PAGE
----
He returned to America in the autumn of 1822, and was for a year Greek tutor in Harvard College. Up to this time he had looked forward to the clerical profession, and while tutor preached several sermons. But the claims of a literary life seemed to him so strong, that he abandoned all idea of the ministry, In 1823, he associated himself with Dr. Joseph G. Cogswell, a scholar of rare attainments, and the two established the Round Hill School, at Northampton, in which some of the most learned young men in Germany were employed as teachers. Its standard of instruction was too high for a preparatory school for any college then in existence in the United States, and after several years' trial it was finally given up, not, however, until it had exerted a powerful influence for good in elevating the standard of higher instruction throughout the country. Mr. Bancroft was then, as always since, a diligent student, and aside from his duties as a teacher he translated the "Politics of Ancient Greece" of his old preceptor, at Gottingen, Heeren, and published a volume of poems, whose rare beauty and finish served to show how brilliant a poet was lost to the world in the historian. At this time, too, he commenced collecting the materials for his great work, "The History of the United States," which nearly fifty years of toil still find not quite completed. The first volume of this history appeared in 1834, after ten years of study and research. Meantime he had entered to some extent on political life, making addresses and drawing up political resolutions and appeals; but though often tendered office, and once without his knowledge elected to the Massachusetts Legislature, he uniformly refused to accept or occupy any public position. He was at this time, and for many years after, a Democrat of the Jeffersonian school, and was very much in earnest in the advocacy of the doctrines of the party. In 1835, he removed to Springfield, Massachusetts, where he completed about 1838, the second volume of his history. In 1838, President Van Buren appointed him Collector of the Port of Boston, and in this position, at that time one of very considerable difficulty, as the customs were paid in bonds, and the country had just passed through the terrible financial panic of 1837, the scholarly recluse manifested such skill, intelligence, and vigor in the administration of his office as to win the applause even of his political opponents. When he entered upon his duties there were many thousands of dollars of unpaid bonds, some of them lying over for years. When he resigned, in 1841, every bond was paid in full, and his collections amounted to several millions. During this time he found leisure to complete the third volume of his history.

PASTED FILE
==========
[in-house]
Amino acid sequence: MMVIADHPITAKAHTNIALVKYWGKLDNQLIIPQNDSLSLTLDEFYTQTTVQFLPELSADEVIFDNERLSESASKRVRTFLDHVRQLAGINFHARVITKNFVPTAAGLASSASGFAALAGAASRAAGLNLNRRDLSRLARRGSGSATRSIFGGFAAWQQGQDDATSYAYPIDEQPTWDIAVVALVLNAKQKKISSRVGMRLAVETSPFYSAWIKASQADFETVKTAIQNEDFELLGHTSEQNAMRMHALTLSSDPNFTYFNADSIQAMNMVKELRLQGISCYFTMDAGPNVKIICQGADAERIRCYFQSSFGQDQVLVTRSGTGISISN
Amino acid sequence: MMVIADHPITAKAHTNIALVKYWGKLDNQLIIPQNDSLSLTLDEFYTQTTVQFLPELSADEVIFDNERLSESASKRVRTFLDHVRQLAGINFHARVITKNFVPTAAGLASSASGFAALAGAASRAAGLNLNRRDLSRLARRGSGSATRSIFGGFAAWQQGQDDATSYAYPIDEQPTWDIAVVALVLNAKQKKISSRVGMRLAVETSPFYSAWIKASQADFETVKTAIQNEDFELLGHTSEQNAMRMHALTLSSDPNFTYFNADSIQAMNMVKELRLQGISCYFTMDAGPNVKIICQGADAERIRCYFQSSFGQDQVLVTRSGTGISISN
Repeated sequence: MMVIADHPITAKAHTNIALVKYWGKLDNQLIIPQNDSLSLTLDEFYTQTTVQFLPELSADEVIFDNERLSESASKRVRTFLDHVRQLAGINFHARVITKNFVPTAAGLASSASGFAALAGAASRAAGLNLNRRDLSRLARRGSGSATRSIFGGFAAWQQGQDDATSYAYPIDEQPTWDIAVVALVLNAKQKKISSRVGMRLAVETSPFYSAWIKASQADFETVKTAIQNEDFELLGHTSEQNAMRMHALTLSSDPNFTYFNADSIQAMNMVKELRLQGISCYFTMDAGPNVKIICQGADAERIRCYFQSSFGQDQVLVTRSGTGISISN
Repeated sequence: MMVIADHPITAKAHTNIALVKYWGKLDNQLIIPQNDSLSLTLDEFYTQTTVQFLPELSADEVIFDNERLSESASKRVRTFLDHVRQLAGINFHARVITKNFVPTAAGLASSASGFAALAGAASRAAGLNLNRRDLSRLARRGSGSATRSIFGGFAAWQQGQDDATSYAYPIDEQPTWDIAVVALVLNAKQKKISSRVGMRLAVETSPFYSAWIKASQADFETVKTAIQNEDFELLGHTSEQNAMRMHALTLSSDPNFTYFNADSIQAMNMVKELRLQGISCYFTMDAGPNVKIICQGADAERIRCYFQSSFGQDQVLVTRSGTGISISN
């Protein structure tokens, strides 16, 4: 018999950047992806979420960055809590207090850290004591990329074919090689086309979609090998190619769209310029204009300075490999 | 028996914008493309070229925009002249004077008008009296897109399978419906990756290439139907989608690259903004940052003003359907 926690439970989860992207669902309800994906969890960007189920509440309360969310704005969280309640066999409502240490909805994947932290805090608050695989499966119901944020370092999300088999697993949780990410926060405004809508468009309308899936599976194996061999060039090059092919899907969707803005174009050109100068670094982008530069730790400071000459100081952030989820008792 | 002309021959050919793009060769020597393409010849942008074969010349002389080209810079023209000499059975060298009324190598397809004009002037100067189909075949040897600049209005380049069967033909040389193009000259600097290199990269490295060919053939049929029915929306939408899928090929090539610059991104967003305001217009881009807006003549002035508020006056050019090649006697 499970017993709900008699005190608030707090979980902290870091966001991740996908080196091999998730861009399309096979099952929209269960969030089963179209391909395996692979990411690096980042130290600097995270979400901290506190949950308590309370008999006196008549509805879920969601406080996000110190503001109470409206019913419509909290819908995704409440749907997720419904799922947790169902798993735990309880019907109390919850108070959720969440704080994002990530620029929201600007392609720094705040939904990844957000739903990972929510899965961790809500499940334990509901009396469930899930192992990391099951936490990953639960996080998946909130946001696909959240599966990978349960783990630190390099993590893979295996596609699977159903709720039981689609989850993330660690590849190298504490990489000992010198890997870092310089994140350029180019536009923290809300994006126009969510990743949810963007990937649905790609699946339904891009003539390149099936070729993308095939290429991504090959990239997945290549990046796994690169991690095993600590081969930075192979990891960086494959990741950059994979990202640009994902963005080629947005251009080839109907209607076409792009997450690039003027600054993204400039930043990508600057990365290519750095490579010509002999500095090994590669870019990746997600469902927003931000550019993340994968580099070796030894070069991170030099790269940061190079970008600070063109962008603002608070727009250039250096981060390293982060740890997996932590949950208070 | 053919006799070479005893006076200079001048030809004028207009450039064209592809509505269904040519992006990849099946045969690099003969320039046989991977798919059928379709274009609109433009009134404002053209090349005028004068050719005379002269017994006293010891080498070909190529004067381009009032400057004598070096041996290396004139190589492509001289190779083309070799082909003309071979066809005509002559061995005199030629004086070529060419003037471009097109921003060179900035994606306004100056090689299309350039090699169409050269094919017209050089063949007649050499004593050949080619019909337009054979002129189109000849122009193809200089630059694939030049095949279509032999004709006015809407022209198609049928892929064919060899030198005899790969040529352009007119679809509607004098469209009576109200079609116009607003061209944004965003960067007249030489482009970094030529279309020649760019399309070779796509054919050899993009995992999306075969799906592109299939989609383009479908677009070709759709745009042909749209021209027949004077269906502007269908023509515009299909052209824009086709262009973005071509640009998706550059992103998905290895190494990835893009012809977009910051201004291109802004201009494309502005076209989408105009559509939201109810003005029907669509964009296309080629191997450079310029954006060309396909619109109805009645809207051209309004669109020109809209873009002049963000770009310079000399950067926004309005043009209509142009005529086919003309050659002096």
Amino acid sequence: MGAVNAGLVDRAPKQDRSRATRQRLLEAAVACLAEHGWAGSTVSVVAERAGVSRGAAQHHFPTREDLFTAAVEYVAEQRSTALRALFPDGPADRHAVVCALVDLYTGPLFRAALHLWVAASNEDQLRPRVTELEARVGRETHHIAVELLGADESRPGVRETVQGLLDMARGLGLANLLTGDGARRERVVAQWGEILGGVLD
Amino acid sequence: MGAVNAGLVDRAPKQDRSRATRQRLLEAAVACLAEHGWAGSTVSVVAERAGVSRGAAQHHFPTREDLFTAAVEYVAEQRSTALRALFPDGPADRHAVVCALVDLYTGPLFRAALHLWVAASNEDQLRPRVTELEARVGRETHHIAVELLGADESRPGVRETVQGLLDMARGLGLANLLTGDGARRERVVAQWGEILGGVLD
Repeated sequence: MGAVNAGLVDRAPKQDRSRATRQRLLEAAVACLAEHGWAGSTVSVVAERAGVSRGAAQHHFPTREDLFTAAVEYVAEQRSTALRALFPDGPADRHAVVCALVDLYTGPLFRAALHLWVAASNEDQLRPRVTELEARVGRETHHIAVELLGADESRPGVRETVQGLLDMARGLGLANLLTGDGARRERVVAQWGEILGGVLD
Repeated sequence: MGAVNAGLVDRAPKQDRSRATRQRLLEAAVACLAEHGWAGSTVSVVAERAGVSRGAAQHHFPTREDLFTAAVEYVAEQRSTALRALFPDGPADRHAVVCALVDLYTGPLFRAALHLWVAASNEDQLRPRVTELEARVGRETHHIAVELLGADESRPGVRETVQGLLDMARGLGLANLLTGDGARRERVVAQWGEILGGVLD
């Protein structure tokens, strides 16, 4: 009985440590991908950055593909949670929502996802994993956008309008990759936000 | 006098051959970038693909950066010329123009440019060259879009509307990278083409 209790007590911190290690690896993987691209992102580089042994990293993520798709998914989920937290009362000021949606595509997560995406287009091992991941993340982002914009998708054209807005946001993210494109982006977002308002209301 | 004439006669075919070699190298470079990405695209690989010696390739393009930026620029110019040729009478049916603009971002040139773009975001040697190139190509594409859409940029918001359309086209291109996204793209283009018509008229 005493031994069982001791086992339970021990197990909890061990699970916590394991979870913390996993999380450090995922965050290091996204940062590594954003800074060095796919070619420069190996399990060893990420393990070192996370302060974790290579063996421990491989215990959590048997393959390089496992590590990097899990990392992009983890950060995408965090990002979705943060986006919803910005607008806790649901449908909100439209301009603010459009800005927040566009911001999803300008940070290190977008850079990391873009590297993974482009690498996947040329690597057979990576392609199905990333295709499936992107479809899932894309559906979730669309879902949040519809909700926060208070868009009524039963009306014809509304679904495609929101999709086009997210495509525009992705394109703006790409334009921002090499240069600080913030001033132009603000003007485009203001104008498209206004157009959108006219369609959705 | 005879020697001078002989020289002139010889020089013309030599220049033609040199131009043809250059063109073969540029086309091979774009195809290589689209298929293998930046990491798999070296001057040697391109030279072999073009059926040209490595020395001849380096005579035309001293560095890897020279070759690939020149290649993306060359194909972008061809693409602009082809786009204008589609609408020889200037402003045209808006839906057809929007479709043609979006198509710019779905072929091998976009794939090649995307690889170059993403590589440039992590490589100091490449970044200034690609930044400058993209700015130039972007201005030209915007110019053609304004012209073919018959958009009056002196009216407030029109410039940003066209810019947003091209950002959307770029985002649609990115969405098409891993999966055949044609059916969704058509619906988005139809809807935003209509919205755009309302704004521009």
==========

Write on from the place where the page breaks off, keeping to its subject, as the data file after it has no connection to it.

In 1844, he was nominated by the Democratic party their candidate for Governor of Massachusetts, and though during the entire canvass he was in New York, studying, for twelve hours a day, manuscripts and documents relative to the early history of this country, yet he polled a much larger vote than any candidate on a purely Democratic ticket had done before, or than any one has since. He was defeated by a very small majority. President Polk immediately after his inauguration nominated Mr. Bancroft as Secretary of the Navy, and during about a year and a half of his service in that office he accomplished a vast amount of good for the navy. He founded the Naval Academy at Annapolis, procured a grant of the military fort and grounds there for its use, arranged its course of instruction, selected its professors and instructors, and ordered every midshipman on shore there. Previously the only instruction of naval cadets bad been that which they received aboard ship from the chaplain, and it was desultory and very imperfect. There was no opportunity for competition in scholarship, and there was no provision for moral instruction of the young men. He also made great improvements in the Naval Observatory at Washington, and some reforms in the mode of promotion in the navy.